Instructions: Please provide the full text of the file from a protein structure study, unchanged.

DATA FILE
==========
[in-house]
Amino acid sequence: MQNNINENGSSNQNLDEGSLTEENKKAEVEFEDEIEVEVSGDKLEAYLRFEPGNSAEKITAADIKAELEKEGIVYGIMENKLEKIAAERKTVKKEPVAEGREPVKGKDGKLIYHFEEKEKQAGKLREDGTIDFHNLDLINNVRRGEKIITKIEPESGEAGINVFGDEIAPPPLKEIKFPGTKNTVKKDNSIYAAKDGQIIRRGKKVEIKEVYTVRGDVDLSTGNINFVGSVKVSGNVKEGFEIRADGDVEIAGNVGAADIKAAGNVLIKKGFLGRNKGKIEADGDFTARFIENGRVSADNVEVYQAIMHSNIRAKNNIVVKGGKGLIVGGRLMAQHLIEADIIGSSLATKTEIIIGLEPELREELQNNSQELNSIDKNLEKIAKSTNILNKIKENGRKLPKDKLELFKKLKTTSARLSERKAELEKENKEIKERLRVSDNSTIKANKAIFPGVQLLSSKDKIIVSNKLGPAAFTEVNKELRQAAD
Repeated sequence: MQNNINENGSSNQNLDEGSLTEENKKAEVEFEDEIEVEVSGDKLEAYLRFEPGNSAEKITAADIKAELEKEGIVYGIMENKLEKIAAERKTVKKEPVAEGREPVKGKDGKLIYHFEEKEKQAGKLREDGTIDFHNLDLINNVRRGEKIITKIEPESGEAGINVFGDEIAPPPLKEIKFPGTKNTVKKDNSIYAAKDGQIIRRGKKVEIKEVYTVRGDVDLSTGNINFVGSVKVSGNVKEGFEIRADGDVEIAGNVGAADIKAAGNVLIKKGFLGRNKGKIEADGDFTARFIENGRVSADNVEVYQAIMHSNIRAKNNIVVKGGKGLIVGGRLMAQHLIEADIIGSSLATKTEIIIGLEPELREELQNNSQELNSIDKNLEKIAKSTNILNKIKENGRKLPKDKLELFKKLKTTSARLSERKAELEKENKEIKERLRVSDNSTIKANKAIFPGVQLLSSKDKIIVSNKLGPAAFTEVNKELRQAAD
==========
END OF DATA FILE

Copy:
[in-house]
Amino acid sequence: MQNNINENGSSNQNLDEGSLTEENKKAEVEFEDEIEVEVSGDKLEAYLRFEPGNSAEKITAADIKAELEKEGIVYGIMENKLEKIAAERKTVKKEPVAEGREPVKGKDGKLIYHFEEKEKQAGKLREDGTIDFHNLDLINNVRRGEKIITKIEPESGEAGINVFGDEIAPPPLKEIKFPGTKNTVKKDNSIYAAKDGQIIRRGKKVEIKEVYTVRGDVDLSTGNINFVGSVKVSGNVKEGFEIRADGDVEIAGNVGAADIKAAGNVLIKKGFLGRNKGKIEADGDFTARFIENGRVSADNVEVYQAIMHSNIRAKNNIVVKGGKGLIVGGRLMAQHLIEADIIGSSLATKTEIIIGLEPELREELQNNSQELNSIDKNLEKIAKSTNILNKIKENGRKLPKDKLELFKKLKTTSARLSERKAELEKENKEIKERLRVSDNSTIKANKAIFPGVQLLSSKDKIIVSNKLGPAAFTEVNKELRQAAD
Repeated sequence: MQNNINENGSSNQNLDEGSLTEENKKAEVEFEDEIEVEVSGDKLEAYLRFEPGNSAEKITAADIKAELEKEGIVYGIMENKLEKIAAERKTVKKEPVAEGREPVKGKDGKLIYHFEEKEKQAGKLREDGTIDFHNLDLINNVRRGEKIITKIEPESGEAGINVFGDEIAPPPLKEIKFPGTKNTVKKDNSIYAAKDGQIIRRGKKVEIKEVYTVRGDVDLSTGNINFVGSVKVSGNVKEGFEIRADGDVEIAGNVGAADIKAAGNVLIKKGFLGRNKGKIEADGDFTARFIENGRVSADNVEVYQAIMHSNIRAKNNIVVKGGKGLIVGGRLMAQHLIEADIIGSSLATKTEIIIGLEPELREELQNNSQELNSIDKNLEKIAKSTNILNKIKENGRKLPKDKLELFKKLKTTSARLSERKAELEKENKEIKERLRVSDNSTIKANKAIFPGVQLLSSKDKIIVSNKLGPAAFTEVNKELRQAAD